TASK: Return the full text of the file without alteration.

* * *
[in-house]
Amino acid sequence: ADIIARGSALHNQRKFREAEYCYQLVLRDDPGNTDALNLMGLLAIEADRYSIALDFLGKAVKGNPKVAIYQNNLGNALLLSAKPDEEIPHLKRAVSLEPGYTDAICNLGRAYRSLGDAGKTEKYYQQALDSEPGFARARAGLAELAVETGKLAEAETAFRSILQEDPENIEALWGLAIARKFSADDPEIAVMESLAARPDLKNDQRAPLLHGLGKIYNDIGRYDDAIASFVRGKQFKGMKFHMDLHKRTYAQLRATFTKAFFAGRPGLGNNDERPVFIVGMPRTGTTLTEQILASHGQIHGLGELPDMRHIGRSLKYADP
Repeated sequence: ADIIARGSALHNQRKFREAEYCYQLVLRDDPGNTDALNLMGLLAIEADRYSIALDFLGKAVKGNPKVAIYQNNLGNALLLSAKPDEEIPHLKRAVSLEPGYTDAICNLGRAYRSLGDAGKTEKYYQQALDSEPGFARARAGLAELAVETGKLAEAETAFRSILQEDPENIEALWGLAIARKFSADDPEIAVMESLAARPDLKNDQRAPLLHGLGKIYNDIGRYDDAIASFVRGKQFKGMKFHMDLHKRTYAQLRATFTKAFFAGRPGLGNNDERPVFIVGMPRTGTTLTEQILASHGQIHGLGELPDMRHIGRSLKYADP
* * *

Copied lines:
[in-house]
Amino acid sequence: ADIIARGSALHNQRKFREAEYCYQLVLRDDPGNTDALNLMGLLAIEADRYSIALDFLGKAVKGNPKVAIYQNNLGNALLLSAKPDEEIPHLKRAVSLEPGYTDAICNLGRAYRSLGDAGKTEKYYQQALDSEPGFARARAGLAELAVETGKLAEAETAFRSILQEDPENIEALWGLAIARKFSADDPEIAVMESLAARPDLKNDQRAPLLHGLGKIYNDIGRYDDAIASFVRGKQFKGMKFHMDLHKRTYAQLRATFTKAFFAGRPGLGNNDERPVFIVGMPRTGTTLTEQILASHGQIHGLGELPDMRHIGRSLKYADP
Repeated sequence: ADIIARGSALHNQRKFREAEYCYQLVLRDDPGNTDALNLMGLLAIEADRYSIALDFLGKAVKGNPKVAIYQNNLGNALLLSAKPDEEIPHLKRAVSLEPGYTDAICNLGRAYRSLGDAGKTEKYYQQALDSEPGFARARAGLAELAVETGKLAEAETAFRSILQEDPENIEALWGLAIARKFSADDPEIAVMESLAARPDLKNDQRAPLLHGLGKIYNDIGRYDDAIASFVRGKQFKGMKFHMDLHKRTYAQLRATFTKAFFAGRPGLGNNDERPVFIVGMPRTGTTLTEQILASHGQIHGLGELPDMRHIGRSLKYADP